Tag Archives: teacher

a punishing exercise.

(Post by Colin ‘Jackie’ Jackson from Glasgow – January 2022)

I loved my school years. I enjoyed the social and sporting opportunities it offered me.

I suppose I was reasonably well behaved during time at Bearsden Academy. Only on a handful of occasions did I merit punishment by ‘the tawse,’ a two or three tailed leather strap slapped down on a pupil’s palm by the teacher.

No, I’d say I was probably more of a Second Division miscreant compared to some. The penalties though, for the lesser misdemeanours I would be busted for, usually involved tedious ‘punnies’ – punishment exercises.

Oh how I longed for promotion to the Premier League of Naughty on many an evening, stuck in my bedroom writing out six hundred word interpretations of a scene from a Bertolt Brecht play. Or copying the Periodic Table with all those daft wee numbers, letters and I think, colours. Had I been given a couple strokes of the tawse, teacher and I would have been quits. I may not have fancied playing wicket-keeper in a game of cricket up at the pylon, but the warm and sultry summer evening would have been mine.

Those type of punny were given by fair minded teachers with (a) not enough justification to give the belt, but (b) a degree of imagination and hope that the exercise would be an aid to learning.

The majority however were not so creative, and routinely demanded ‘x’ number of lines, repeatedly reminding me of why I was not out in the street playing kerby with my pals.

(‘x’ would ordinarily be anything from one hundred to five hundred, unless being punished by the maths teacher, when you had to work out the value of ‘x’ for yourself – with more lines to follow if you got it wrong!)

‘I must not talk in class.’ 

‘I must remember to bring my homework.’

‘My homework wasn’t eaten by my dog – I don’t have one.’

Mind numbing stuff, that.

I did once attempt the Beano-esque trick of binding several pens together with an elastic band and thereby writing three lines at a time. It’s not as easy as it looks! I think the expression these days would be: ‘hashtag fail.’

Instructed to write the line ‘I must write larger,’ by my English teacher, the little smart-ass in me decided to write them on a piece of paper cut to a shade bigger than a postage stamp. Fifty lines to each side.

It took me ages! Far longer than had I written such a simple line in my normal, or even slightly larger, handwriting. Miss Hunter also made this observation the following morning as she immediately scrunched up my miniscule paper and laughing, tossed it in the bin below her desk.

She’s laughing with me, not at me. She must fancy me!

(All us second year lads were not only overloaded with raging hormones, but also suffered delusional episodes.)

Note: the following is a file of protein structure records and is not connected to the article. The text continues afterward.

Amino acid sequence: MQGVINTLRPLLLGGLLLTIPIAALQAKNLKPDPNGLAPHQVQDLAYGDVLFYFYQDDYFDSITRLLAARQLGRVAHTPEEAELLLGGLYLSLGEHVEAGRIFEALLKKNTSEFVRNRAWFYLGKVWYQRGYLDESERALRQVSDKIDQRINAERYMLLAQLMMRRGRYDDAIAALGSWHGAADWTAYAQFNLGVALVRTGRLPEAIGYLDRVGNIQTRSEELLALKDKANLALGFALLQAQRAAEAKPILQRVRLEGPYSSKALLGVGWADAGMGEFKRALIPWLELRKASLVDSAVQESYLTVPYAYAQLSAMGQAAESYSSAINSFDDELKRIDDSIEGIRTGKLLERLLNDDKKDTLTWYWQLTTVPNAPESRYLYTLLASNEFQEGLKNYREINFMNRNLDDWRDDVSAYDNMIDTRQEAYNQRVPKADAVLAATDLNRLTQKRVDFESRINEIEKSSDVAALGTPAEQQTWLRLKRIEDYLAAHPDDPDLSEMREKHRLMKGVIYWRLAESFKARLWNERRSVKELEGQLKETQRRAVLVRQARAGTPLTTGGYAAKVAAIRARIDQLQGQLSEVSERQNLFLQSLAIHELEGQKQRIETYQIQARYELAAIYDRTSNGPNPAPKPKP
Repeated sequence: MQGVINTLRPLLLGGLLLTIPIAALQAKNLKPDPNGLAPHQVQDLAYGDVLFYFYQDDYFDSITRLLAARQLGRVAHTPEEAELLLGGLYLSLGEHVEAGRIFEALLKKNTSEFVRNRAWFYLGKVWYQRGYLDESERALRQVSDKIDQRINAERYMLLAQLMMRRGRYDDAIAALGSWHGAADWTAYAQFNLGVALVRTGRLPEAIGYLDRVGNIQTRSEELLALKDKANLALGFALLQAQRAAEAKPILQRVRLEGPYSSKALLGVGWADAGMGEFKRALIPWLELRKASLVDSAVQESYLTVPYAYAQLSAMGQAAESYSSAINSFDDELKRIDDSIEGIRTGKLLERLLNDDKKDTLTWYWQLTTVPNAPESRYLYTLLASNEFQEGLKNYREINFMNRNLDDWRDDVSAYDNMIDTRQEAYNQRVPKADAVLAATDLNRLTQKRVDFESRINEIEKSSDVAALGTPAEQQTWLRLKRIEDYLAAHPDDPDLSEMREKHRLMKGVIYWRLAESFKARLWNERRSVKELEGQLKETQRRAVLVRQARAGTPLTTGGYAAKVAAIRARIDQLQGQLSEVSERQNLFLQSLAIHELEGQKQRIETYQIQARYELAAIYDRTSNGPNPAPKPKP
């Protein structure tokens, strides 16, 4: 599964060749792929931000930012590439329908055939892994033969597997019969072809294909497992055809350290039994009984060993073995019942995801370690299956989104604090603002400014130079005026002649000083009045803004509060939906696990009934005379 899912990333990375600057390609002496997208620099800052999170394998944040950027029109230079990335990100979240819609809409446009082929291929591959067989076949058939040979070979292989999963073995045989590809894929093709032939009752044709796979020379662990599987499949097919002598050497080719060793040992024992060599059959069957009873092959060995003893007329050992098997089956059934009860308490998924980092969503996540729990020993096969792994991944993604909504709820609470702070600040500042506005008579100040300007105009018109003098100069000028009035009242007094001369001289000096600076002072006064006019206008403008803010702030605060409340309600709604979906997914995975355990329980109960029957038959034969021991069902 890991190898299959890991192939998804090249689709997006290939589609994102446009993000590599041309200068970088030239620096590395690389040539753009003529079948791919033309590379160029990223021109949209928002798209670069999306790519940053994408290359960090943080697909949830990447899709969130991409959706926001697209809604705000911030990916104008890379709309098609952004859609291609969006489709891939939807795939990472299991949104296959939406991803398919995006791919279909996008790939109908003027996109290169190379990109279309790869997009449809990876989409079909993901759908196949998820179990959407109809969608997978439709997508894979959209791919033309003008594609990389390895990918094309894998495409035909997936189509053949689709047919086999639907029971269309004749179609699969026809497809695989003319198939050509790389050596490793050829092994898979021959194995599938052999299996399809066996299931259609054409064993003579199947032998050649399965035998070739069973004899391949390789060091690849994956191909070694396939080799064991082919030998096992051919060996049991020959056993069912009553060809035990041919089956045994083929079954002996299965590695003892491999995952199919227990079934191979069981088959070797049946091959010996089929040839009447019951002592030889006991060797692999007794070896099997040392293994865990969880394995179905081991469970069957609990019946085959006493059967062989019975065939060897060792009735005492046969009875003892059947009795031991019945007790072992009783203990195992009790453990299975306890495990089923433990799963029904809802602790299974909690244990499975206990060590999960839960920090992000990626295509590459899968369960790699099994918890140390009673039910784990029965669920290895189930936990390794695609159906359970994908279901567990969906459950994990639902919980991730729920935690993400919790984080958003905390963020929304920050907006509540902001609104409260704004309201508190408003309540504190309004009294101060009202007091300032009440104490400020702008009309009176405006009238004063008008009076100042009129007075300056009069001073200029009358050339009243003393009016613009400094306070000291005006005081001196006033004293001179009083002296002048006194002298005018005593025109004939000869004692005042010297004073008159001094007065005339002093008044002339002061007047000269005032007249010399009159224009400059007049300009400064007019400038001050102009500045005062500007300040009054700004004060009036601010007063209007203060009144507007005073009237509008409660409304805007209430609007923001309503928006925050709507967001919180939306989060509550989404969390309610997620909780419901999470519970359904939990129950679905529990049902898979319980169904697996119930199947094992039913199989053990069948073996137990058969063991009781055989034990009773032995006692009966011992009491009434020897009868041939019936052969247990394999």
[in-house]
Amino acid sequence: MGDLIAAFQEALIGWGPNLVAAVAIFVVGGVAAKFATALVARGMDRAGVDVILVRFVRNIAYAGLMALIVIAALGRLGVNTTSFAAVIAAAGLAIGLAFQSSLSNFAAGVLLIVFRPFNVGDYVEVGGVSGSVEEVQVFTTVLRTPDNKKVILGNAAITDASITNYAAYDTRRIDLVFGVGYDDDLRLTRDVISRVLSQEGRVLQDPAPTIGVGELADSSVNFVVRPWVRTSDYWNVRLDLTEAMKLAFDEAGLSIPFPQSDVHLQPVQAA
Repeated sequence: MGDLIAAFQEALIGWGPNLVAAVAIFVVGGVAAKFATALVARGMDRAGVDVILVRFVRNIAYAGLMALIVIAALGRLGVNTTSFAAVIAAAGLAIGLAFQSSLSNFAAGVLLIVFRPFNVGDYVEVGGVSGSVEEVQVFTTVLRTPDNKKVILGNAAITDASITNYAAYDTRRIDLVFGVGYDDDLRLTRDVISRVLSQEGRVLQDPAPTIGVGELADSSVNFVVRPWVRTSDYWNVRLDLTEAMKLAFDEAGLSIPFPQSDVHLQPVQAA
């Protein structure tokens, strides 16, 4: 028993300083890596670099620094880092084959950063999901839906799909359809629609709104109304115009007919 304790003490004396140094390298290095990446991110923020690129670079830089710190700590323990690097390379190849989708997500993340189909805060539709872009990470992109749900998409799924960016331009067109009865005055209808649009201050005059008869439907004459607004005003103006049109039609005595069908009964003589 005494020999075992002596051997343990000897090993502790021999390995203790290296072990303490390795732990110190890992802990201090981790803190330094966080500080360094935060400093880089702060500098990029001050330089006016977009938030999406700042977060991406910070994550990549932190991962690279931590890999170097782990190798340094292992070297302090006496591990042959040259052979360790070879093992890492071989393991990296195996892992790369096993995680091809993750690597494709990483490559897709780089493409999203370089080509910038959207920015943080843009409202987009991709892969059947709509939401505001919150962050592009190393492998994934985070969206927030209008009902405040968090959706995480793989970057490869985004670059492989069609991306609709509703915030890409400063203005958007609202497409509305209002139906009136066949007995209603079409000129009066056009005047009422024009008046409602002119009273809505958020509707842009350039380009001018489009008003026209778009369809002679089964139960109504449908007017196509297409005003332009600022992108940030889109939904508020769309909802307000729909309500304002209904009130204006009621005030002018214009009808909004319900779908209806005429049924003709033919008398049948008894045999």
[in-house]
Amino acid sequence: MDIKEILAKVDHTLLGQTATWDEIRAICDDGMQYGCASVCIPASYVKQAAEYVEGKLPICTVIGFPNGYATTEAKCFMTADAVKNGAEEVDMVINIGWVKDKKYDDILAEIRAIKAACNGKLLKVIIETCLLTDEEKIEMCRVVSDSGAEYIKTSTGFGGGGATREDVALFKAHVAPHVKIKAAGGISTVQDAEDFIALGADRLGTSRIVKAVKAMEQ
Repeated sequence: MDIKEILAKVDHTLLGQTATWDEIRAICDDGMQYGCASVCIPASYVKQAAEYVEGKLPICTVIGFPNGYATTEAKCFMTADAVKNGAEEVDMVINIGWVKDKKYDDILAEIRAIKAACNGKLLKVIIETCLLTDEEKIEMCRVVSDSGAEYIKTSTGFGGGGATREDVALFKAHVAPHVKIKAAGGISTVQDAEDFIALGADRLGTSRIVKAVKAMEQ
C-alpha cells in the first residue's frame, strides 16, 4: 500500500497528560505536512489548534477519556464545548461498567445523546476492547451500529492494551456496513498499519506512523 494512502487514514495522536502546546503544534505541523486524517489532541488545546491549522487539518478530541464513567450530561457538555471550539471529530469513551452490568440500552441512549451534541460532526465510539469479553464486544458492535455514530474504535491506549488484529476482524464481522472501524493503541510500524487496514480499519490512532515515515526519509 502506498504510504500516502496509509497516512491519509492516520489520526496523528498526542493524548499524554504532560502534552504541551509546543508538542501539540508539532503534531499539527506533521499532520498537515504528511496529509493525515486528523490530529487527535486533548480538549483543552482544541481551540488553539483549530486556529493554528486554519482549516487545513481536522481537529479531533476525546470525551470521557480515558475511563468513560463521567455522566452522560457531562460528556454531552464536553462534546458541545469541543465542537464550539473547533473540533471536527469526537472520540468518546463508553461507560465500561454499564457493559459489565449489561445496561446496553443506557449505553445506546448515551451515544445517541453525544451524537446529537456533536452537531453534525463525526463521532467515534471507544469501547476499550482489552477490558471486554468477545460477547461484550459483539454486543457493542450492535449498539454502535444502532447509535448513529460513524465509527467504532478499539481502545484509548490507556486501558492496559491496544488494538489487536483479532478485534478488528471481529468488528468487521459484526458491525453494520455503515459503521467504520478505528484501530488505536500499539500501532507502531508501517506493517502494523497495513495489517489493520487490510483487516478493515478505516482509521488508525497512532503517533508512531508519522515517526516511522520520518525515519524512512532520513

I’d sometimes chance my luck and submit the punny a good few lines short. It didn’t really matter that omitting ten, twenty lines, whatever, would save me only a matter of minutes – it was the challenge of getting one over the teachers. I mean, hadn’t they far more important things to do with their time than count the words / lines?

Looking back, I’m certain I didn’t dupe any of them, but as it happened, everyone was a winner: teacher had asserted authority; cocky and rebellious pupil believed they had made a fool of teacher.

Truth was, teacher just couldn’t be arsed.

I did though, and sometimes still do, wonder at the randomness of the punishment. It would certainly have helped us pupils had we known the exact tariff for certain misdemeanours. Like when did a ‘one hundred lines’ penalty blur into three hundred? Or five?

For instance, had I known I would get three of the belt from the Assistant Head for merely being caught holding a snowball, I’d have made damned sure I quickly offloaded it at the head of the dude who’d just creamed me with one moments earlier. You know – like Pass the Parcel at kids’ parties – just get rid as soon as it’s in your hands.

Yeah, maybe some teachers were a bit quick on the draw with the tawse. And maybe some did abuse it. And yeah, it probably has no place in the society we live in today.

I didn’t mind though. My mum was a teacher in a pretty rough part of Glasgow, and would show me her Lochgelly belt. She claimed not to have used it very often, but I do know she had absolutely no sympathy when I told her I’d been given a short, sharp reminder as to my behaviour in class.

(I think my ol’ man was secretly rather pleased … in the absence of National service like he had to endure, this would instil some discipline, and develop character.)